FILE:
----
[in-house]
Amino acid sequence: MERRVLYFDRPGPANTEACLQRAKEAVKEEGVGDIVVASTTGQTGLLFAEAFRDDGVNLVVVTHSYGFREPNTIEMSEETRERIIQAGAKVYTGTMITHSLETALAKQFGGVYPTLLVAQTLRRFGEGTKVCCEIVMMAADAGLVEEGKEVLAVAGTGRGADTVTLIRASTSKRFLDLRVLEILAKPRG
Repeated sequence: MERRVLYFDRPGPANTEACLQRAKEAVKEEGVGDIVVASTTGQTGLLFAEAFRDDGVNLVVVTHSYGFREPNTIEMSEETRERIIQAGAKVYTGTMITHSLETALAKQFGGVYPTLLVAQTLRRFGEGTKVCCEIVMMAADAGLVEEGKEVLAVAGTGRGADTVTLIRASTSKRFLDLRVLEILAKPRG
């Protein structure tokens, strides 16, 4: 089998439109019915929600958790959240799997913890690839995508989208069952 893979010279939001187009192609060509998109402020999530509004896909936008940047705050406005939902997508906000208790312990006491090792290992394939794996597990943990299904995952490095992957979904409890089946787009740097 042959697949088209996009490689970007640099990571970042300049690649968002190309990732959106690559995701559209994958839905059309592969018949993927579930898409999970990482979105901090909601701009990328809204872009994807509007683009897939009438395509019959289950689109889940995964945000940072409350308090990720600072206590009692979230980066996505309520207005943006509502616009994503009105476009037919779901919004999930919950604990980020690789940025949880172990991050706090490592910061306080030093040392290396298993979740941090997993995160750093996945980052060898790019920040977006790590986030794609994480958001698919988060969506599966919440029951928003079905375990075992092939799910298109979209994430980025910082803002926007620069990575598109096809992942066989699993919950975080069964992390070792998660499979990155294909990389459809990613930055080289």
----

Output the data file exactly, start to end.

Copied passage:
[in-house]
Amino acid sequence: MERRVLYFDRPGPANTEACLQRAKEAVKEEGVGDIVVASTTGQTGLLFAEAFRDDGVNLVVVTHSYGFREPNTIEMSEETRERIIQAGAKVYTGTMITHSLETALAKQFGGVYPTLLVAQTLRRFGEGTKVCCEIVMMAADAGLVEEGKEVLAVAGTGRGADTVTLIRASTSKRFLDLRVLEILAKPRG
Repeated sequence: MERRVLYFDRPGPANTEACLQRAKEAVKEEGVGDIVVASTTGQTGLLFAEAFRDDGVNLVVVTHSYGFREPNTIEMSEETRERIIQAGAKVYTGTMITHSLETALAKQFGGVYPTLLVAQTLRRFGEGTKVCCEIVMMAADAGLVEEGKEVLAVAGTGRGADTVTLIRASTSKRFLDLRVLEILAKPRG
């Protein structure tokens, strides 16, 4: 089998439109019915929600958790959240799997913890690839995508989208069952 893979010279939001187009192609060509998109402020999530509004896909936008940047705050406005939902997508906000208790312990006491090792290992394939794996597990943990299904995952490095992957979904409890089946787009740097 042959697949088209996009490689970007640099990571970042300049690649968002190309990732959106690559995701559209994958839905059309592969018949993927579930898409999970990482979105901090909601701009990328809204872009994807509007683009897939009438395509019959289950689109889940995964945000940072409350308090990720600072206590009692979230980066996505309520207005943006509502616009994503009105476009037919779901919004999930919950604990980020690789940025949880172990991050706090490592910061306080030093040392290396298993979740941090997993995160750093996945980052060898790019920040977006790590986030794609994480958001698919988060969506599966919440029951928003079905375990075992092939799910298109979209994430980025910082803002926007620069990575598109096809992942066989699993919950975080069964992390070792998660499979990155294909990389459809990613930055080289």